“The numbers are clear: a far greater percentage of Braun’s hits are going to opposite field than in previous seasons, and the balls he does pull are being pulled with noticeably less authority,” Olney said. “What has caused this clear departure is for others to speculate on, but it is clear Braun is not the hitter he was in previous seasons.”
The longtime lefty has discovered the Republican Party.
Late last year, he gave the maximum donation of $500 each to Republican Reps. Dale Kooyenga of Brookfield and Joe Sanfelippo of West Allis. Sanfelippo is running against liberal Milwaukee County Supervisor John Weishan.
Last month, Abele coughed up another $500 to Sanfelippo, new filings show. That puts Abele in company with Bradley Foundation CEO Michael Grebe, the ex-Republican National Committee general counsel and Gov. Scott Walker campaign chairman who gave Sanfelippo the same sum five days after Abele.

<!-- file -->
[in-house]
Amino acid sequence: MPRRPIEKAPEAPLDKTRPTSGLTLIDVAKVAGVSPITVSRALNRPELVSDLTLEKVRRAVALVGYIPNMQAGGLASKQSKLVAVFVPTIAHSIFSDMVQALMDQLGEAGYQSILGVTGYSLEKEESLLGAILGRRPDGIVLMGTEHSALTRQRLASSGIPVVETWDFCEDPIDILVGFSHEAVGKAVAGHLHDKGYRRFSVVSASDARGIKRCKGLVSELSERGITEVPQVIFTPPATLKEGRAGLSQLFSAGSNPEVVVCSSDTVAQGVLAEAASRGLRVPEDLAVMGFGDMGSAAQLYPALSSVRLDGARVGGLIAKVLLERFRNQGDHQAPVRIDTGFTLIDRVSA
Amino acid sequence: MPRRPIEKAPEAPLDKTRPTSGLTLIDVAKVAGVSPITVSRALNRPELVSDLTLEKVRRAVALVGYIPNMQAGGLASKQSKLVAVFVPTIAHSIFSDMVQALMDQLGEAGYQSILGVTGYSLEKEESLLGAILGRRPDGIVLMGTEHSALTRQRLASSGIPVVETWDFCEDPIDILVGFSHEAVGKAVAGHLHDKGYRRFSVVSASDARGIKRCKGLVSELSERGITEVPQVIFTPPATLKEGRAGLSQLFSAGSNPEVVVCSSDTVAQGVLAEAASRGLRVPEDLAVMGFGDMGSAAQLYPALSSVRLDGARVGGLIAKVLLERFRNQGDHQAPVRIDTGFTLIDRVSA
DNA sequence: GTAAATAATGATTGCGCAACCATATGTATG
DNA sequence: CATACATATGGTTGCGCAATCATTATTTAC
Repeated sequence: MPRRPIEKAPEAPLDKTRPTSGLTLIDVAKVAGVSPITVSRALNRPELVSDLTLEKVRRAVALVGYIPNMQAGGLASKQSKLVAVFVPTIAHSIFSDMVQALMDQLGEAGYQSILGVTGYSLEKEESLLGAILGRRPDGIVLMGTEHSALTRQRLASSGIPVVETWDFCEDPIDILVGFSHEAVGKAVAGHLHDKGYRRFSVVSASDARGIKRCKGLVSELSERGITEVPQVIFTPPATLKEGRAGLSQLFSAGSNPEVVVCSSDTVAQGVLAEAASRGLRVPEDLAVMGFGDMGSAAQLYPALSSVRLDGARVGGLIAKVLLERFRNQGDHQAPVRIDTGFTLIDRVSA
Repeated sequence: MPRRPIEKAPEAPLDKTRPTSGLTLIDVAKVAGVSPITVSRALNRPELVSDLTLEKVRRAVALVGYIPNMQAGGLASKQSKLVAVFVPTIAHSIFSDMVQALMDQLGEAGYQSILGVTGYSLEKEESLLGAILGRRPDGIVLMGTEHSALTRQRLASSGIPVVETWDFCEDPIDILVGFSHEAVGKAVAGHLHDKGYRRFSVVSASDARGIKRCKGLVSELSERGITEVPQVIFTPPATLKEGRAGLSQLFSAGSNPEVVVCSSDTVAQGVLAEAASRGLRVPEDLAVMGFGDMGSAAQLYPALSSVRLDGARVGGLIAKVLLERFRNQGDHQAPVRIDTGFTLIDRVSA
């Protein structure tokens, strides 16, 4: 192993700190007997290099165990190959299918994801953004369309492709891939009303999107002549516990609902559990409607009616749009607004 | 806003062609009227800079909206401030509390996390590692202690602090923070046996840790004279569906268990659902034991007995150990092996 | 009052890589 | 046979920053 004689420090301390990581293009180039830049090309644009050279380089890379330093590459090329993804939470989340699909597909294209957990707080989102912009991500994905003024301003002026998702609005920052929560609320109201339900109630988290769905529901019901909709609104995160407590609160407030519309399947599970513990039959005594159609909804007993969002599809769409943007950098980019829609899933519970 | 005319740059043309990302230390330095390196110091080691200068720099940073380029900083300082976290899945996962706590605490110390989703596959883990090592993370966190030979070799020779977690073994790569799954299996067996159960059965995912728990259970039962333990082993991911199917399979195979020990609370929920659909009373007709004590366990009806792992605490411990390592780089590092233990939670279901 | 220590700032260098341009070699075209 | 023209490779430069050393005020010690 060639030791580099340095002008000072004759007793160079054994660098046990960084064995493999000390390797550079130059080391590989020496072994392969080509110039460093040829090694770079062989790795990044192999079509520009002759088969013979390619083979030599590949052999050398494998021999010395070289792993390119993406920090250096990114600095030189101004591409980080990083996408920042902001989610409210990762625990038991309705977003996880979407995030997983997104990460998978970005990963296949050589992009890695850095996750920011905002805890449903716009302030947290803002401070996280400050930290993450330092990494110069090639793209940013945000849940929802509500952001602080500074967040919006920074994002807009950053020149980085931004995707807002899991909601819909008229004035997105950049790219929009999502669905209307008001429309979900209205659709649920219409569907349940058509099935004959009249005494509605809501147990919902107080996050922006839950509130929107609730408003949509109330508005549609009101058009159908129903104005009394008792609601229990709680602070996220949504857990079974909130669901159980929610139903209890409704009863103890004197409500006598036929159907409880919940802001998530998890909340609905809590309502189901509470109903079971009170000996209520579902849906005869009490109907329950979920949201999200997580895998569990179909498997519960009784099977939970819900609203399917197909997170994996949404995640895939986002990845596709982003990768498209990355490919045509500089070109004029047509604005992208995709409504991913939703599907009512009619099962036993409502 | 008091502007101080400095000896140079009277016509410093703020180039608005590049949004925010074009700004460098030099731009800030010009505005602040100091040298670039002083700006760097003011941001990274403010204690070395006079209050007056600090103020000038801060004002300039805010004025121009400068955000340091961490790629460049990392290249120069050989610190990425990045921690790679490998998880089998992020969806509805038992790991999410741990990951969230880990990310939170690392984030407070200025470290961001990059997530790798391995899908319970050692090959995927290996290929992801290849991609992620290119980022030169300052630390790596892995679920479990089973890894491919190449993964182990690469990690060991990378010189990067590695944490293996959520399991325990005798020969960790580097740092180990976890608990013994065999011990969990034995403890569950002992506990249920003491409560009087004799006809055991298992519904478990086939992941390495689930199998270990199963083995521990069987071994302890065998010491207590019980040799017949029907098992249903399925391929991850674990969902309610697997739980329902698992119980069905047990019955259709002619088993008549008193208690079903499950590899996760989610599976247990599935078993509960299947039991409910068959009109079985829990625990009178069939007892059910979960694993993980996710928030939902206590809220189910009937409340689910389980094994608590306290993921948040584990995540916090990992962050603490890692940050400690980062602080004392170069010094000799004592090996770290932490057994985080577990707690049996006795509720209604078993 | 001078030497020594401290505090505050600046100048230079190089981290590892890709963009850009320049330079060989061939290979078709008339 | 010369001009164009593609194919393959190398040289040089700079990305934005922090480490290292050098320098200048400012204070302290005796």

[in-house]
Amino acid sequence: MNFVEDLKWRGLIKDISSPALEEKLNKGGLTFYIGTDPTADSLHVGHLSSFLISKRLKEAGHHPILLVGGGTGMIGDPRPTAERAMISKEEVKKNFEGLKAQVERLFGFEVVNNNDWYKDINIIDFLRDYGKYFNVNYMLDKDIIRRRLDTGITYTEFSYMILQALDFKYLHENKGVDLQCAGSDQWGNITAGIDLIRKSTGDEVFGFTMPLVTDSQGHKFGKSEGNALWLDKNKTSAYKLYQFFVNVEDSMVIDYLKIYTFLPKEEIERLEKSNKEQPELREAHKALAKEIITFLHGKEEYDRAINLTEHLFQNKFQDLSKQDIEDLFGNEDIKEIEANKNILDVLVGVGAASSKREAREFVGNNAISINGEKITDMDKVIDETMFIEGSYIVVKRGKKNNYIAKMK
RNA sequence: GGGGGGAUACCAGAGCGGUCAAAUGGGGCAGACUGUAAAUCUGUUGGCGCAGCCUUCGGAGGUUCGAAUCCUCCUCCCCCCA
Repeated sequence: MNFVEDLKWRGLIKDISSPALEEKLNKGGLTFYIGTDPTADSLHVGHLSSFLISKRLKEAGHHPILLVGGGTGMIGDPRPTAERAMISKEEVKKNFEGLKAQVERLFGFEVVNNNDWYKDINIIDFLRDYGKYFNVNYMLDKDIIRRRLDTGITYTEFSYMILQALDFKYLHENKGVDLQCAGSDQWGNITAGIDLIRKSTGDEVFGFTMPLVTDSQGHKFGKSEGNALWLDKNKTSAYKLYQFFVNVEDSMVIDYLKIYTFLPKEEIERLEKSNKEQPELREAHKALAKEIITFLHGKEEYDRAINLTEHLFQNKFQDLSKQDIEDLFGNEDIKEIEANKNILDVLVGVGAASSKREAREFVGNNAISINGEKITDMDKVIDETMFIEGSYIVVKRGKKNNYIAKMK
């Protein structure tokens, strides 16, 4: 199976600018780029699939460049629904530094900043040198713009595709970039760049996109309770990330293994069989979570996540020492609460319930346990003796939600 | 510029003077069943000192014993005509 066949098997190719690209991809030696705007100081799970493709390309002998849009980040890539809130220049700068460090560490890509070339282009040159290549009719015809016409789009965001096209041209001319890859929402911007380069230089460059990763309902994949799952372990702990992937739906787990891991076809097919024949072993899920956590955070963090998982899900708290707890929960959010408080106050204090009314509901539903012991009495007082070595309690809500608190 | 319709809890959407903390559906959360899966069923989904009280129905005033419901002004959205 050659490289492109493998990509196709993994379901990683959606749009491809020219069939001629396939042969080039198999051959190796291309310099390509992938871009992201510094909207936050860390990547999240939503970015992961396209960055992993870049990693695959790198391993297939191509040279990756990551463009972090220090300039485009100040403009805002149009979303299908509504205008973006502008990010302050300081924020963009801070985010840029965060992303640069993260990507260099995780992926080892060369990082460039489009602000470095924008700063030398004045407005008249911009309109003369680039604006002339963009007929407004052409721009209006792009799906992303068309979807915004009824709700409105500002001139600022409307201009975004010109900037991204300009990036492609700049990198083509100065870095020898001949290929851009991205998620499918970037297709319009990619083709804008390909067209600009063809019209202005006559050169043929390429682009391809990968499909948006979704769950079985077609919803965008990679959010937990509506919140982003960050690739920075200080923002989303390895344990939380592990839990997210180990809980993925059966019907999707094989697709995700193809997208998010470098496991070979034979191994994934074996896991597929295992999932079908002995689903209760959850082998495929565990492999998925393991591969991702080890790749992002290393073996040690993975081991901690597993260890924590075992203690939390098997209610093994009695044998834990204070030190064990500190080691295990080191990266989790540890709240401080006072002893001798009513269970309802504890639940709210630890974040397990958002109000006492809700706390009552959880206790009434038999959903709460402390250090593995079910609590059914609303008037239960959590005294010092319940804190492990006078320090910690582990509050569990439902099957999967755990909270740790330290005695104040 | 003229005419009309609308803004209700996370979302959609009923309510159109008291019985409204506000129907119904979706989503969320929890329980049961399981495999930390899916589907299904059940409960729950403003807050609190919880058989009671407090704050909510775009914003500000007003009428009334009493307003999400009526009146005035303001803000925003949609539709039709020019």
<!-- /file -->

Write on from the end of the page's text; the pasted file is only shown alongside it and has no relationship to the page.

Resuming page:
The donations come after Republican lawmakers helped Abele in a variety of ways. They pushed through a referendum to slash the pay of County Board members, backed a bill stripping the board of its oversight of mental health care and adopted legislation allowing construction of the proposed Couture high-rise development along Milwaukee’s Lake Michigan shoreline. Sanfelippo, a former county supervisor, had his hand in all three deals.
A writer for the conservative Wall Street Journal’s opinion page has published a piece criticizing GOP Gov. Scott Walker for his TV ad accusing his Democratic foe, Mary Burke, of profiting from Trek Bicycles’ outsourcing of manufacturing jobs to the low-wage nation of China. Burke is a former Trek executive whose family started and runs the company.
Allysia Finley, an assistant editor of OpinionJournal.com, accuses Walker’s campaign of channeling Team Obama for the president’s attacks on GOP presidential nominee Mitt Romney on outsourcing in the 2012 election.
“We normally associate criticism of outsourcing with Democrats, but Wisconsin Gov. Scott Walker is a reminder that Republicans aren’t above playing the ‘Benedict Arnold CEO’ card themselves to fan populist furies,” Finley writes.